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The NYS insurance exchange is good

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The NYS insurance exchange is good:

Here’s a screen shot of the criteria you can use to filter out policies. I played with it quite a bit and learned a lot about insurance that I didn’t know before. I didn’t make a decision right now, I want to read some more, and think. But I was overall quite pleased with the process. Now maybe there are still more glitches to come, so I’ll have to let you know.

But one thing’s for sure — it’s been a long time since the insurance industry thought I was a useful customer. They control the health care market in this country, and health care is important. The experience here, though it had its glitches, made me feel welcome. If this is what it took to straighten things out, then I’m all for it.

[Progress. I wonder how much better this all could have been if the Feds had built an API instead of site and let the rest of the universe build sites....]

Source: Scripting News

Written by Daniel

November 5, 2013 at 11:04 am

Posted in news, tech

Intel Is Under New Management – And It Shows

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Intel Is Under New Management – And It Shows:

That Otellini found the inner calm to publicly admit his mistake — in an article that would be published on his last day as CEO, no less — is a testament to his character. More important, Otellini’s admission unburdened his successor, Brian Krzanich, freeing him to steer the company in a new direction.

And Krzanich is doing just that.

[In business that's one earmark of leadership.]

Source: Monday Note

Written by Daniel

November 4, 2013 at 8:39 am

Posted in news, tech

J.D. Power’s suddenly Samsung-friendly tablet numbers

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→ J.D. Power’s suddenly Samsung-friendly tablet numbers:

The more likely story is that J.D. Power tweaked the survey’s scope to get the result they wanted to publish. By restricting the survey to certain models, price ranges, and survey respondents, and then denying that their published comparison chart has any mathematical relation to the scores, they can justify almost any manufacturer “winning”.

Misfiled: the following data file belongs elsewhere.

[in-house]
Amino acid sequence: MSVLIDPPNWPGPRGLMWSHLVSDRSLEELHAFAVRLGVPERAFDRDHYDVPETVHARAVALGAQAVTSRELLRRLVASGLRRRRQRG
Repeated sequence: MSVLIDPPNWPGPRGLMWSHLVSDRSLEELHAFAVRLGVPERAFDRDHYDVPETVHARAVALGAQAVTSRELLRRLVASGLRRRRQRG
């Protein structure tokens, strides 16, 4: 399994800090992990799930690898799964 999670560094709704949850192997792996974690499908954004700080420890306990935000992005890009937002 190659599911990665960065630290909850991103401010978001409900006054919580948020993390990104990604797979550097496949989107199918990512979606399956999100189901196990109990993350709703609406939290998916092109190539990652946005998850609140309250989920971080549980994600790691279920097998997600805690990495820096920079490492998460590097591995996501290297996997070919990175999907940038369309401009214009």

Why might they want to say that Samsung’s tablets are better than Apple’s?

Samsung spends a ton of money on marketing — far more than Apple — and frequently employs unethical marketing techniques. Apple isn’t known to play ball very well with the enterprise analyst or market-research rackets, which often implicitly require companies to pay for their high-end services in order for them to recommend the companies’ products. And publishing a conclusion like this gets J.D. Power a lot of attention in a market that the internet is constantly making less relevant.

With even their apparently arbitrary chart denying their conclusion and the numbers not making much sense, it’s at best a desperate stretch. They’re not even good at this game.

[And more yuck, from the "who can you trust?" dept.]

Source: Marco.org

Written by Daniel

November 3, 2013 at 2:23 pm

Posted in news, tech

More on the “War”

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★ Rockstar, Patent-Holding Firm Partially Owned by Apple and Microsoft, Sues Google and Android Handset Makers:

If you want to argue that the whole patent system stinks, and that all of these tech giants are abusing it, I agree. But if you want to argue that Apple and Microsoft are in the wrong, and poor Google and their Android partners are victims of one-sided abuse, I’m going to have to disagree. If there’s a difference between Apple/Microsoft and Google in this war, it’s not over nobility, but rather over how well each side has played the game. It’s looking more and more like Google made a strategic blunder, underbidding for the Nortel patents and then subsequently overpaying for Motorola Mobility.

[Snip -ed]

The difference between Lodsys and Rockstar is that Lodsys is a bully, suing small (and in some cases, downright tiny) companies that lack the financial wherewithal to fight back. And in fact, when Lodsys’s targets do fight back, Lodsys runs away — settling for nothing in order to avoid a trial. Rockstar may be a patent troll, but they’re a patent troll that at least is picking on someone its own size.

[It is an incredible mess. So is it fighting fire with fire? Or worse? Or better?]

Source: Daring Fireball

Written by Daniel

November 3, 2013 at 2:19 pm

Posted in news, tech

Thermonuclear War

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Thermonuclear War: